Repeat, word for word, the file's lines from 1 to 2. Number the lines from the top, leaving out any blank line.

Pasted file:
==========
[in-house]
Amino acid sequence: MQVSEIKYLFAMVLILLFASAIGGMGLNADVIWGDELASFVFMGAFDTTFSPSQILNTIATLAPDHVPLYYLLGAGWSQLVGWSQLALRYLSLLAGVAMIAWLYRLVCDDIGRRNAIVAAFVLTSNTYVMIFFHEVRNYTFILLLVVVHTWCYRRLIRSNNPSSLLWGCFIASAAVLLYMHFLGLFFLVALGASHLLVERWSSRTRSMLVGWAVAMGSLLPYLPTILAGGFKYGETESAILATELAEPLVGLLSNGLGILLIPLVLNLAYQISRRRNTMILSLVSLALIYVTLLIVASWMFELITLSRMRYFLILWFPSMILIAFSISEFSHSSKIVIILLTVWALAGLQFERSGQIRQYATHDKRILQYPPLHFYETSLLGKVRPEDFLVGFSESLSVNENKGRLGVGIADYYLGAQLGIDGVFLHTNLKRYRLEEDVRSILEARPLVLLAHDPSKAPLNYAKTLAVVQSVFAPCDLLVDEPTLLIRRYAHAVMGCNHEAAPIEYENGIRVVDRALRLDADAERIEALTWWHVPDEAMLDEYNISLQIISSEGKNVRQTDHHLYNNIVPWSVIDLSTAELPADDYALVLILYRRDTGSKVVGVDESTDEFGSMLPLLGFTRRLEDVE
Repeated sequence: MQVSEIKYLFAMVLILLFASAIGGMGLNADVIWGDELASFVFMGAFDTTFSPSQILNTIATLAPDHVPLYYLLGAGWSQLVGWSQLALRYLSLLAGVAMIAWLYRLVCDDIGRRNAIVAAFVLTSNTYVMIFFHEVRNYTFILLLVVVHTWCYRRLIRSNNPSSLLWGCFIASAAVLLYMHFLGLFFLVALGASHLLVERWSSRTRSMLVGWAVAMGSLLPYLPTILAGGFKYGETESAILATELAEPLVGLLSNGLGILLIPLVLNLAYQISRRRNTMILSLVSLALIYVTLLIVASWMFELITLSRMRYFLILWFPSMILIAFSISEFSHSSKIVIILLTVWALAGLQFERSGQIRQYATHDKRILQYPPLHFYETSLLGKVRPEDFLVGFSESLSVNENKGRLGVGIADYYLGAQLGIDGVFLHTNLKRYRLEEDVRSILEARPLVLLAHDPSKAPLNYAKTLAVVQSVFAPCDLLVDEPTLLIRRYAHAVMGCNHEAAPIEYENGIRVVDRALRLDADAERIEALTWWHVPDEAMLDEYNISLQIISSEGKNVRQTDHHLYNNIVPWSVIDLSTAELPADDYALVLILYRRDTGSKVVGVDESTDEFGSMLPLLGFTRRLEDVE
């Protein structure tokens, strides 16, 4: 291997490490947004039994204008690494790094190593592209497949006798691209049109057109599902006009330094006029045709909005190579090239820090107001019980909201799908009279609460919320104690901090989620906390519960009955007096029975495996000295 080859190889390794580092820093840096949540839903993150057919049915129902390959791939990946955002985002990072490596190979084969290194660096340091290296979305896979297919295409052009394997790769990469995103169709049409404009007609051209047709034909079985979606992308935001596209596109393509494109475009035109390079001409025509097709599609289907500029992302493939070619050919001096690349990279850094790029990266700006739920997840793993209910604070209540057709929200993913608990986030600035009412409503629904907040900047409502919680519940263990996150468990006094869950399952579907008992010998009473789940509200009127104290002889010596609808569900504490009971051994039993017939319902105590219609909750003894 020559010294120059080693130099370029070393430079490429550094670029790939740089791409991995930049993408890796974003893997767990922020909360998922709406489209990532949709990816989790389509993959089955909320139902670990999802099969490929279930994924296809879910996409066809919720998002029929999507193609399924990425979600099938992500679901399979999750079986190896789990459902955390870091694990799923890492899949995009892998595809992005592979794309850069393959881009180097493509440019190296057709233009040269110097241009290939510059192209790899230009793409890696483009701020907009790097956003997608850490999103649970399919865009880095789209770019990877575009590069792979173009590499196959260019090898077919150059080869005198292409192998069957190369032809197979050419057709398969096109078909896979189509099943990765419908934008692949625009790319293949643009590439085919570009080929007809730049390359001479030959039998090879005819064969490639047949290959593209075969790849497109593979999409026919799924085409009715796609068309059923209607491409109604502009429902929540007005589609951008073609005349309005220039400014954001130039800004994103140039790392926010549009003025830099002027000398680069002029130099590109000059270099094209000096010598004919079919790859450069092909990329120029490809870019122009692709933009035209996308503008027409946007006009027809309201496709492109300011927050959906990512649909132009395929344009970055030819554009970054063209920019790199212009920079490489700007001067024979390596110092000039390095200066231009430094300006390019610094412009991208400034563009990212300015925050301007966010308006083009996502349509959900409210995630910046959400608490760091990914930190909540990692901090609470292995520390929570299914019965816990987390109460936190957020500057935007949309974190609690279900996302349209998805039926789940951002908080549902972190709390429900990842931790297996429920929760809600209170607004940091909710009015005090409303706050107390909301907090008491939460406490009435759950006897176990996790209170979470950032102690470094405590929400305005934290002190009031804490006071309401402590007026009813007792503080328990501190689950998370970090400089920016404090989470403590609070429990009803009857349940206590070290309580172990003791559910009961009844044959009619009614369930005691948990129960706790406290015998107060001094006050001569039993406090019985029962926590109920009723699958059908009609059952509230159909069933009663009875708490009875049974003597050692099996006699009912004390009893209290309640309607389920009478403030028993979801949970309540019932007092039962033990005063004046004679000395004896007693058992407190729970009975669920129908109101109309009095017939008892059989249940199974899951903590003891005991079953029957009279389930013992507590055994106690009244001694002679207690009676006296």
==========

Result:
[in-house]
Amino acid sequence: MQVSEIKYLFAMVLILLFASAIGGMGLNADVIWGDELASFVFMGAFDTTFSPSQILNTIATLAPDHVPLYYLLGAGWSQLVGWSQLALRYLSLLAGVAMIAWLYRLVCDDIGRRNAIVAAFVLTSNTYVMIFFHEVRNYTFILLLVVVHTWCYRRLIRSNNPSSLLWGCFIASAAVLLYMHFLGLFFLVALGASHLLVERWSSRTRSMLVGWAVAMGSLLPYLPTILAGGFKYGETESAILATELAEPLVGLLSNGLGILLIPLVLNLAYQISRRRNTMILSLVSLALIYVTLLIVASWMFELITLSRMRYFLILWFPSMILIAFSISEFSHSSKIVIILLTVWALAGLQFERSGQIRQYATHDKRILQYPPLHFYETSLLGKVRPEDFLVGFSESLSVNENKGRLGVGIADYYLGAQLGIDGVFLHTNLKRYRLEEDVRSILEARPLVLLAHDPSKAPLNYAKTLAVVQSVFAPCDLLVDEPTLLIRRYAHAVMGCNHEAAPIEYENGIRVVDRALRLDADAERIEALTWWHVPDEAMLDEYNISLQIISSEGKNVRQTDHHLYNNIVPWSVIDLSTAELPADDYALVLILYRRDTGSKVVGVDESTDEFGSMLPLLGFTRRLEDVE